Saturday, November 05, 2022

Umair Haque on Free Speech

Umair Haque is an American pessimist, who is depressing to read because his worst-case analysis is usually right. His arguments are backed up by a much deeper understanding of history than most commentators have. Compare him to Josh Marshall at Talking Points Memo, whose historical knowledge is impressive. Recently Umair Haque wrote a piece on"Everything the far right touches dies,".It made a number of interesting points, but the part I liked best was what he had to say on free speech.
Now. What is “free speech”, anyways? Let me give you an example from my own life, and countless other people’s. When I was a kid, I used to get all kinds of names, beaten, abused, bullied. I was a sensitive, creative soul, and I wasn’t like the other boys at all. I wanted to make music and write poetry, not compete for trophies on playing fields.


Maybe you were like me a little bit. What effect does it have to be harassed and insulted and threatened? Well, it’s pretty straightforward. Pretty soon, you go silent. Because of course that’s the point of beating you down, emotionally, verbally, maybe even physically. You grow afraid, and of course instilling fear is the point of intimidation. So for about two years, I was just…silent. I starting flunking my classes and not talking to anyone. I was practically catatonic.

Then I discovered a haven in the unlikeliest of places, which were nightclubs downtown, where the gay community protected a little kid like me fiercely, even though I wasn’t gay. Suddenly, I was cool — and I found my voice again. That little parable, and maybe you’ve lived it, or your kids are living it right now, is about what free speech really is. It’s the idea that everyone should have a voice. Everyone. If I’m using mine to take yours away, though, what we end up with is a loss of speech. And that is why we have rules — as civilized societies — about what forms of speech cause harm, by taking away other people’s dignity, voice, relationships, even place in society.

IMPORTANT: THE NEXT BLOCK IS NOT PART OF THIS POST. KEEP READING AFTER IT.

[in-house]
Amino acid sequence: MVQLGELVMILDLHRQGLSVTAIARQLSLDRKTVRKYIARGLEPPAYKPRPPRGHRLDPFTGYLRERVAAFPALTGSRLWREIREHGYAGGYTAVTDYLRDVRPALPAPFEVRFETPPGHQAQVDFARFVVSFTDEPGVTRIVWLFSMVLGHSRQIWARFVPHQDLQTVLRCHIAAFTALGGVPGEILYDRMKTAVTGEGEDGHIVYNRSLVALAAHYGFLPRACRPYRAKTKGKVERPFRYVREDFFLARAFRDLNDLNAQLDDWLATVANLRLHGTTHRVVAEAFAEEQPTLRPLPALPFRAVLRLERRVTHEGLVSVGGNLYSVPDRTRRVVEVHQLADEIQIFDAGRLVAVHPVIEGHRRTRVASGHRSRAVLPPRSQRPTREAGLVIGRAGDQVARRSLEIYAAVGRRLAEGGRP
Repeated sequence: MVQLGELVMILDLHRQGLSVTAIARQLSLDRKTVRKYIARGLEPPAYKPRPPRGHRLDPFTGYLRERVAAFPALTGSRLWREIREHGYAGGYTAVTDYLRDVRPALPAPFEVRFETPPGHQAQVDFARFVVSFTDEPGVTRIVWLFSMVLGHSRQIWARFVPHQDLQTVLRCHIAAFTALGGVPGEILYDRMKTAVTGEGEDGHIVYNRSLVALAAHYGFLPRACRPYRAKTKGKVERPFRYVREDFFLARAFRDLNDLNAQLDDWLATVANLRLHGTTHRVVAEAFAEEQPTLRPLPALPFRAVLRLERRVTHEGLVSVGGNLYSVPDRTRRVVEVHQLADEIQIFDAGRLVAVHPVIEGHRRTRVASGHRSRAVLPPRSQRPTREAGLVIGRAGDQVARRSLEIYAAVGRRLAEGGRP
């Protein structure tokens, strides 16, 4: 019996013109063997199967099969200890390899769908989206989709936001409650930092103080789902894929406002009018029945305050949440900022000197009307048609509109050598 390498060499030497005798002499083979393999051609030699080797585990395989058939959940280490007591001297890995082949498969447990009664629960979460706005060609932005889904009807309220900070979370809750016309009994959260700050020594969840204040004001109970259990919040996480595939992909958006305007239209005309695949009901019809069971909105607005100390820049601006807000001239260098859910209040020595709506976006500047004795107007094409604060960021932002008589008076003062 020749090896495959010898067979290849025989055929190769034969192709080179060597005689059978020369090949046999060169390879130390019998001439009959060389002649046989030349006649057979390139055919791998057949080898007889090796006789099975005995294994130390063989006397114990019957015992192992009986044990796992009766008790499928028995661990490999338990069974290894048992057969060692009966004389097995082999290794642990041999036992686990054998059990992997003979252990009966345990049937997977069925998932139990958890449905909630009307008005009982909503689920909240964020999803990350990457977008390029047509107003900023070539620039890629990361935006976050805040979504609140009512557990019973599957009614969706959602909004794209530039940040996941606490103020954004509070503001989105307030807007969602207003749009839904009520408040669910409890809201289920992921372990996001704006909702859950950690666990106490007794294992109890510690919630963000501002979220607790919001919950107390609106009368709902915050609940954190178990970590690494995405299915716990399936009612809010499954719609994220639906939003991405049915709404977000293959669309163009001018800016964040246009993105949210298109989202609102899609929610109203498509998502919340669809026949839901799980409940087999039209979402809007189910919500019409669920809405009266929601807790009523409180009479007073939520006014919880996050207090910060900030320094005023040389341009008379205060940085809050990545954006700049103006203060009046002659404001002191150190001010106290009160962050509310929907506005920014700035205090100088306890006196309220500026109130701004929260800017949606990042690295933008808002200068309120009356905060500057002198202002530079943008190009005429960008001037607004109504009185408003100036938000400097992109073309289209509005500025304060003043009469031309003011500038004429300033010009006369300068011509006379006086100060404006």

And those rules don’t come from businesses — but from democratic governance, at least in our societies. We all agree to them, because they benefit us all. So some kinds of speech aren’t really freeing at all. Instead, they choke off speech, at a net, larger level. It’s easy enough to understand what those kinds of speech are. When I was a kid, I’d get called a “f*ggot” or racist slurs literally a hundred times a week — even by teachers and coaches. Is that free speech? Of course not. It’s the precise opposite, because it took my voice away, and its intention is to take away the voice away of everyone from gay people to people of color to anyone who doesn’t support intimidation and violence and so forth.


Obvious, right? And yet a lot of people don’t understand this. Or they pretend not to, anyways, because they want to be bullies and brutes, they want the freedom to intimidate and harass and hector and demean and take away dignity and relationships and someone else’s place in society.


That’s not free speech at all. It’s the diametrical opposite: hate. That’s the second point you should understand. There are two forms of gaslighting at work here, thanks to everyone’s least favorite crackpot billionaire: one is the idea that we don’t really have free speech without him, LOL, when of course we do, but the second, which is even more noxious, is the idea that free speech is about me silencing you, with intimidation, threats, aggression, hate.
Have a look at what he has to say.

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